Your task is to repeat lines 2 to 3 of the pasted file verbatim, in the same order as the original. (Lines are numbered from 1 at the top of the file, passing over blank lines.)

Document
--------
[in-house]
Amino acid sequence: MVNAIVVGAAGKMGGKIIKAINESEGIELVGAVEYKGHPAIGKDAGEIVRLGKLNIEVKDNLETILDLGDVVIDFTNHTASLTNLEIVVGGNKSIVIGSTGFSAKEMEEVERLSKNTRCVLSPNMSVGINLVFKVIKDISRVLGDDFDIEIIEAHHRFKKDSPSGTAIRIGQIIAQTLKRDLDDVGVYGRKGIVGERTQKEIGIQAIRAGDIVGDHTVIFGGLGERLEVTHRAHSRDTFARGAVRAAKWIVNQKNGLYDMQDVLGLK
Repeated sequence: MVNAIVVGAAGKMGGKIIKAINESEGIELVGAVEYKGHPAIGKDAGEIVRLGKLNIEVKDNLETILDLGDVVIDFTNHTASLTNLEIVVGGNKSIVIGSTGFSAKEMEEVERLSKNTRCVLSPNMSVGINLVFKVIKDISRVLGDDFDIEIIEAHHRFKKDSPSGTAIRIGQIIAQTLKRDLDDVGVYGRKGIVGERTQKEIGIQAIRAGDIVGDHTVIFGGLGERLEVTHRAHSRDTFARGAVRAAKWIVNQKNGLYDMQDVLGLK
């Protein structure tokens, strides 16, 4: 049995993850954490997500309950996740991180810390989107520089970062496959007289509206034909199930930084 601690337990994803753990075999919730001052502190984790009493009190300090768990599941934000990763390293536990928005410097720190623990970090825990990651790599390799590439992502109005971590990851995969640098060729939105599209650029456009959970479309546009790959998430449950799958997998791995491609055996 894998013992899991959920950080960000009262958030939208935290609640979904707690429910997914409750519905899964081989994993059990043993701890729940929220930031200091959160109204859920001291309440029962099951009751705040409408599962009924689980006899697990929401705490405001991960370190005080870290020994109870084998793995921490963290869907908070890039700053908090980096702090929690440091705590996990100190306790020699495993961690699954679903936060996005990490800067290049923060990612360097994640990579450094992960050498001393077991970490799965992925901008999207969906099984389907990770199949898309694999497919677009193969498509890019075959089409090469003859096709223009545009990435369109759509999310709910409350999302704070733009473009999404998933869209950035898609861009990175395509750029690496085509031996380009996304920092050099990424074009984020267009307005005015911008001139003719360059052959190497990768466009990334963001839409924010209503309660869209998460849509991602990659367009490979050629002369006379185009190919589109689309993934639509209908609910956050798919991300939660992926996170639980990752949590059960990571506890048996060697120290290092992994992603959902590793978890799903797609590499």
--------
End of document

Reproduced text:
Amino acid sequence: MVNAIVVGAAGKMGGKIIKAINESEGIELVGAVEYKGHPAIGKDAGEIVRLGKLNIEVKDNLETILDLGDVVIDFTNHTASLTNLEIVVGGNKSIVIGSTGFSAKEMEEVERLSKNTRCVLSPNMSVGINLVFKVIKDISRVLGDDFDIEIIEAHHRFKKDSPSGTAIRIGQIIAQTLKRDLDDVGVYGRKGIVGERTQKEIGIQAIRAGDIVGDHTVIFGGLGERLEVTHRAHSRDTFARGAVRAAKWIVNQKNGLYDMQDVLGLK
Repeated sequence: MVNAIVVGAAGKMGGKIIKAINESEGIELVGAVEYKGHPAIGKDAGEIVRLGKLNIEVKDNLETILDLGDVVIDFTNHTASLTNLEIVVGGNKSIVIGSTGFSAKEMEEVERLSKNTRCVLSPNMSVGINLVFKVIKDISRVLGDDFDIEIIEAHHRFKKDSPSGTAIRIGQIIAQTLKRDLDDVGVYGRKGIVGERTQKEIGIQAIRAGDIVGDHTVIFGGLGERLEVTHRAHSRDTFARGAVRAAKWIVNQKNGLYDMQDVLGLK